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This will sound like an exaggeration, but it’s not: when it comes to advertising and the Internet, user experience is the biggest opportunity in front of us. The past 20 years have seen the rise of a new media that enables almost limitless new ways to entertain, inspire, inform and serve people. The Internet allows anyone to be a creator and a critic, a performer and an audience member, an individual and part of a community, all at the same time.
Yet user experience is also the great marketing and media industry crisis of our time.
Our endless fascination with new technology and our desire to keep costs as low as possible has led to a form of consumer abuse in digital advertising. Frustrated users have responded by adopting ad-blocking software at an alarming rate. By ignoring a founding principle of the Internet—that consumers are in control—we have made advertising an outcast among the consumers we want to reach.
That’s because when we look at the tools at our disposal, too many of them define what we do creatively—simply because they exist.
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Creative technologies evolved because things became vanilla and boring. Animated ads come from underperforming static ads. Then from animated ads you get multimedia with video and audio. And then from that came highly impactful game ads. But while the technology has become more sophisticated, the experience for users hasn’t necessarily gotten better—in many cases, it’s gotten a lot worse.
They all started from a place of what we could do with technology. Creative technology has evolved to a point that allows for faster creation and bigger ideas, but it hasn’t evolved to the point where it can displace creative professionals or human ingenuity. Even worse, technology has determined what we do instead of what we should do.
During this year’s Super Bowl, a lot of money was spent on funny ads that cost millions of dollars to create, let alone run. Yet the most successful ad was the simplest: a QR code bouncing across the screen. Why? Because it was different, it didn’t look like other commercials that are typical of the Super Bowl, and it cut through all that noise. Coinbase’s ad wasn’t even a very targeted buy – but the very fact that it was different and new made it work.
Coinbase’s ad was low-tech (a little ugly, but in a fun retro way) and genius — and it takes us back to our roots, when advertising was a source of inspiration and delight. A 2017 Nielsen study looked at 500 internet ad campaigns and found that when the ad message is good, it’s an incredible driver of success: up to 89% for digital ads. This is remarkable. Yet in the digital industry, we’ve taken history right back, and we’re paying a heavy price for it.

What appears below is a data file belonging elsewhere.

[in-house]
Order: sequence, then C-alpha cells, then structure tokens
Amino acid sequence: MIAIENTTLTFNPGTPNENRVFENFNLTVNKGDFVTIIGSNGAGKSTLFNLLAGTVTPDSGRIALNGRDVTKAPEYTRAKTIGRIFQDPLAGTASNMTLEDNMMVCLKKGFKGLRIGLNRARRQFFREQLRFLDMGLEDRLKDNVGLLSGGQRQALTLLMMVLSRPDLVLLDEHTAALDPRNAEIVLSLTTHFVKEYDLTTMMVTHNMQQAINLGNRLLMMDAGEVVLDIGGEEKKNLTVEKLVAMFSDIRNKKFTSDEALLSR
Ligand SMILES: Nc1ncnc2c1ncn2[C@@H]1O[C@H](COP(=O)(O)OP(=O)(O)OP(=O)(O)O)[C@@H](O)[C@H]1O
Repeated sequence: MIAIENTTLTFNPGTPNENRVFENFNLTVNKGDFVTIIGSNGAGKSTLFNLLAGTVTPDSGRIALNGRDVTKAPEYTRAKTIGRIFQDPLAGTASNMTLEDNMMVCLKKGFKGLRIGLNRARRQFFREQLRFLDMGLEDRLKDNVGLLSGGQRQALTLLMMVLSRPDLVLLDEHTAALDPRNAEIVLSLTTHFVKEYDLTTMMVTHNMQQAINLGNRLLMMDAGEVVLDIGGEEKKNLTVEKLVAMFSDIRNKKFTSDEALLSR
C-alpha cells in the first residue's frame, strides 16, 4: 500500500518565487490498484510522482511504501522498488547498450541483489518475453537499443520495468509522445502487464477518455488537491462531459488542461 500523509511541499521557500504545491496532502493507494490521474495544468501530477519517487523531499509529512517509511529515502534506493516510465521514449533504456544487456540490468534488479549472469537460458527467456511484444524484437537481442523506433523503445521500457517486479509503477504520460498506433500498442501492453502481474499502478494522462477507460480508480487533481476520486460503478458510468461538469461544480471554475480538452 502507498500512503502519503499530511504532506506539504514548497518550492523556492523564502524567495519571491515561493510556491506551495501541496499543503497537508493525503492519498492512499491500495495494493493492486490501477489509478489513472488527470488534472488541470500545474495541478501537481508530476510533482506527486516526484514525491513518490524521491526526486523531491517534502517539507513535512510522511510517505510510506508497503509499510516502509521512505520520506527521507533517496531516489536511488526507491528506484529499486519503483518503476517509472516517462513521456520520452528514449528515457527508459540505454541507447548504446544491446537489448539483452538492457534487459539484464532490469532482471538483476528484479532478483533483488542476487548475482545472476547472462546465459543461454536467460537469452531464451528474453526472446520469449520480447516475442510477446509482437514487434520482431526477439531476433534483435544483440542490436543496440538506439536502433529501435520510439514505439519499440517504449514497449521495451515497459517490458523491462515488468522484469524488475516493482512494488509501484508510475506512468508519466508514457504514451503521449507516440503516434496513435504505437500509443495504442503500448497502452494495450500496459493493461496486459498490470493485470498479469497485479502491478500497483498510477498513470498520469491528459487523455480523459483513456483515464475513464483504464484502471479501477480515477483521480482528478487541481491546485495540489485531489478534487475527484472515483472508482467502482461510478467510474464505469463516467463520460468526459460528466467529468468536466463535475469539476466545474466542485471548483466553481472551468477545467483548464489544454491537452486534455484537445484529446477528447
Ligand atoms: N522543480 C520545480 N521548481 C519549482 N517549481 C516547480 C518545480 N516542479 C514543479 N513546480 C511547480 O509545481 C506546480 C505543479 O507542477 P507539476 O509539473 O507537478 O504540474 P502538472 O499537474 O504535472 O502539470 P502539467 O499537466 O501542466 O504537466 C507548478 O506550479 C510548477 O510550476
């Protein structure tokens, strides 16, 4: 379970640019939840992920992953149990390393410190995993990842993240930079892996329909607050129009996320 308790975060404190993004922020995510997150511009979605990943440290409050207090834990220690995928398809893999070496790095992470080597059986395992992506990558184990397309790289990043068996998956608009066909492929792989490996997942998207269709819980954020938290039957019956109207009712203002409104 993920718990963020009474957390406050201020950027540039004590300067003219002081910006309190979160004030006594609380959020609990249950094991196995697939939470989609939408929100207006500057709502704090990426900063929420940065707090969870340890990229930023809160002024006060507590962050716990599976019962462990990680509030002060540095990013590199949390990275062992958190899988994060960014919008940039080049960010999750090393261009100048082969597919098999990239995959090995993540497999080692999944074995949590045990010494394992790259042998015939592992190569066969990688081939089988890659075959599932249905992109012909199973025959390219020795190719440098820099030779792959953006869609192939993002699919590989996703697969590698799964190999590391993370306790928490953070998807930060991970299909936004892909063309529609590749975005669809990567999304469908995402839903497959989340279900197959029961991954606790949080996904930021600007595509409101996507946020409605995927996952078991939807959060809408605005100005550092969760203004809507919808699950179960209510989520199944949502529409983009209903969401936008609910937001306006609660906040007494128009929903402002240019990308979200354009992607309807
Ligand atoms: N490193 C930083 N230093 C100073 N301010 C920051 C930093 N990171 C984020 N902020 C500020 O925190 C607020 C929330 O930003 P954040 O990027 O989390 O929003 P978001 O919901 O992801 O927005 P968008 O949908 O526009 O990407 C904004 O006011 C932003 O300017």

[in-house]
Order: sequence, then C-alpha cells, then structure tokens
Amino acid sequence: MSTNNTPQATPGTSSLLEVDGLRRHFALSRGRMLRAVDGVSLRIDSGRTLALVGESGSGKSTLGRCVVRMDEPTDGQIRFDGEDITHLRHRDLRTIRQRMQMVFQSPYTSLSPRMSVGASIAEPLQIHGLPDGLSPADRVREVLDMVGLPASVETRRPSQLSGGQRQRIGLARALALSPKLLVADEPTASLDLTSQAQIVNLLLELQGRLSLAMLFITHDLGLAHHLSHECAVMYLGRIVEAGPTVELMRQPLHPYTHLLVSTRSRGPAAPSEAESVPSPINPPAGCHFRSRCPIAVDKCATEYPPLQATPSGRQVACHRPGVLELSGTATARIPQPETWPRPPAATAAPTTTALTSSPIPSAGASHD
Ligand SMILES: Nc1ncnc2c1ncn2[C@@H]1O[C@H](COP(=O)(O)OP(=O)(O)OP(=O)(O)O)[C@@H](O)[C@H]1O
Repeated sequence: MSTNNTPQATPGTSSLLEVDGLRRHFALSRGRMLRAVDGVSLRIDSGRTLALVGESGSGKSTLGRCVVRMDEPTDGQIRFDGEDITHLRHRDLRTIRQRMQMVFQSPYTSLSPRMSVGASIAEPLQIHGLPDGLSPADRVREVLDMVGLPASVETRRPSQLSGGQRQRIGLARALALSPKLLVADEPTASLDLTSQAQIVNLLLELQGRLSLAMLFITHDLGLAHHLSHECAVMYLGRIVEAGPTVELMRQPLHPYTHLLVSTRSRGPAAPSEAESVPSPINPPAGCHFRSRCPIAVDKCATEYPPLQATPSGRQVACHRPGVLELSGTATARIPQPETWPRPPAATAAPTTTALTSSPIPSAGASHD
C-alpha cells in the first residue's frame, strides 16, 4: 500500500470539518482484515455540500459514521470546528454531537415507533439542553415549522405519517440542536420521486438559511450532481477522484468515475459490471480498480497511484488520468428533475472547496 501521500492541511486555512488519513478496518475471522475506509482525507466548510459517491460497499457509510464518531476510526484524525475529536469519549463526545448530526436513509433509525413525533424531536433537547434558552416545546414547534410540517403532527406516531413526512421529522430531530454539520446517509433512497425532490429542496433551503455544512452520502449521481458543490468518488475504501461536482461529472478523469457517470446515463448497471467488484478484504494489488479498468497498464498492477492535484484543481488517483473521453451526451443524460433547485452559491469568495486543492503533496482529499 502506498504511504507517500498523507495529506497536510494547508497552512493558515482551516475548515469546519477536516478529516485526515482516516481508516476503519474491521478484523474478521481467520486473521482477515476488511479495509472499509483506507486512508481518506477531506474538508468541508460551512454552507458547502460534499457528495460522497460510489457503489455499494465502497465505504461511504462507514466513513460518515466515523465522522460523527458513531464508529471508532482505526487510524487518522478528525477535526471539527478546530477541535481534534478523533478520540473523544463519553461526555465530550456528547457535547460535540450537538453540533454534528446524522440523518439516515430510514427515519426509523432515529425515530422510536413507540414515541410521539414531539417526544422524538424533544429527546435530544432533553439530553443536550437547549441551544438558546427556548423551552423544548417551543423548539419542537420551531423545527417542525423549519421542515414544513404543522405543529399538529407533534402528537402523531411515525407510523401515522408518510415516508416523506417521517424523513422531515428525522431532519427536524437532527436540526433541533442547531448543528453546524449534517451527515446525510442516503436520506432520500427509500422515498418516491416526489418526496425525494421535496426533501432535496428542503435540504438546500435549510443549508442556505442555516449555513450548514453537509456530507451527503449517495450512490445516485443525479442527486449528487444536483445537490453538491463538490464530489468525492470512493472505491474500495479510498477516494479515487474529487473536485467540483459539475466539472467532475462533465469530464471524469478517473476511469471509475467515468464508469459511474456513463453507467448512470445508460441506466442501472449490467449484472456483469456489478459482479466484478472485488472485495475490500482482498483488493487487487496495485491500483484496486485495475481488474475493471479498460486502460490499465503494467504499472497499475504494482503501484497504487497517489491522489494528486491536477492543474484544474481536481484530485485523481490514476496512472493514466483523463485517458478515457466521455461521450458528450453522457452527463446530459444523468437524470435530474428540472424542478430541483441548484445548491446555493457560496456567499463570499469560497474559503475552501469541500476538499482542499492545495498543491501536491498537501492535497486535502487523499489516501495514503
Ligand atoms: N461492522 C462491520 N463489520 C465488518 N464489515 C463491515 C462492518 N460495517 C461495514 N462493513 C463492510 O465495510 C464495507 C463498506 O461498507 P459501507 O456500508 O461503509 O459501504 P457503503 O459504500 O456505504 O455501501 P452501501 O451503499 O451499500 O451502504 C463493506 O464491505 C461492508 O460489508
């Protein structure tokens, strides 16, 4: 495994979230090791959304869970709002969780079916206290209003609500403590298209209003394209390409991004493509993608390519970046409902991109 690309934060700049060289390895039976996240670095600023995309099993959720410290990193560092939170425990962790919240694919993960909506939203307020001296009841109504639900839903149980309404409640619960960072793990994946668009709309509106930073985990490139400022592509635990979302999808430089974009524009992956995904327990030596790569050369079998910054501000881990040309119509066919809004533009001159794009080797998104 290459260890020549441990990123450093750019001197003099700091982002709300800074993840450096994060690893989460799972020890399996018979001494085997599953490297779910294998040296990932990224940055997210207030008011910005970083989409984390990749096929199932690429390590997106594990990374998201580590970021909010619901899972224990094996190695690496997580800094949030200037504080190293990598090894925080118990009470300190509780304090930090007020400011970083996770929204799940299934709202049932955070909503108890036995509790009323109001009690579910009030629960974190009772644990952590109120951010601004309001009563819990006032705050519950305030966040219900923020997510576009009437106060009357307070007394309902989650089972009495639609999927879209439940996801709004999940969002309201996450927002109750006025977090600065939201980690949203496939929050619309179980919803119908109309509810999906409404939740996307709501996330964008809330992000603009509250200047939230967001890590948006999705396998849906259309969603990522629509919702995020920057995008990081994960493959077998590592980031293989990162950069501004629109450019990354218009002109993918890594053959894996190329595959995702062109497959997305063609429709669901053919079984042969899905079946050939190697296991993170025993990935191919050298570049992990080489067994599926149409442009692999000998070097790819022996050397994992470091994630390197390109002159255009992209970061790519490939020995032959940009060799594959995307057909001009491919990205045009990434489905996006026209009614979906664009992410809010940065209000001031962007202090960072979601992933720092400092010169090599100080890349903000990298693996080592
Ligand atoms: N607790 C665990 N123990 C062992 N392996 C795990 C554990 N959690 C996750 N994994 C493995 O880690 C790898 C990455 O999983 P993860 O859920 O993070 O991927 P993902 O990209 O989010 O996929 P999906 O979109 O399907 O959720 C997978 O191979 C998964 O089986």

Related: How Much Should Entrepreneurs Care About User Experience?
Instead of making technology a necessary enabler of great user experiences and advertising messages, too many of us are putting technology first, looking for more and more ways to automate marketing decisions, lower prices, mine data and increase impulsivity – ignoring user experience and what users want.
- Don’t be too disruptive to the UX. Your ads and messaging should be disruptive, but if your placement creates a negative experience, you risk creating a negative association for your brand. Think about the context in which your ads will be placed and what users are there for. Native ads are a great tool; contextual targeting can ensure that your ads are not inappropriate in their placement.
- Provide something unique. Your users are people. Think about who they are and what they value. Use creative and authentic brand messages that will appeal to the right audience. Use interactivity with high impact advertising messages or even humor if appropriate.
- Consider how you apply creative ad technologies. Creative professionals know that you don’t take advantage of ad tech just because you can—smart strategy and smart design should lead the way. They can effectively use the latest tools by understanding when and how to apply them to represent brands effectively.
Related: Marketers Need to Address These 3 Things to Beat the Great Resignation Talent Exodus
This highlights what I believe are some ground rules for what makes great creatives in a world filled with technology but inhabited by real people:
- Users are not a set of data points. They are living beings with intellect, emotions, ideas, wants and needs that must be understood in order to be served.
- Platforms are always changing. Social media, mobile devices, connected TV — technology is constantly evolving, and our creators must evolve with it. But it has to start with the user first, not just what is possible with the technology.
- Technology is critical to meeting the heightened expectations of new audiences. But technology should enable creativity, not dictate it.
We need to get back to basics and put the user experience first — and this year’s top-performing Super Bowl ad was a great reminder of that. You can accomplish something with remarkable simplicity if it’s right. A good idea and well-executed advertising message, when combined with a smart media strategy, can generate performance and lead to a successful campaign, and this is especially true when it is carefully integrated with all the advantages that ad technology can offer.
Now let’s get to work.
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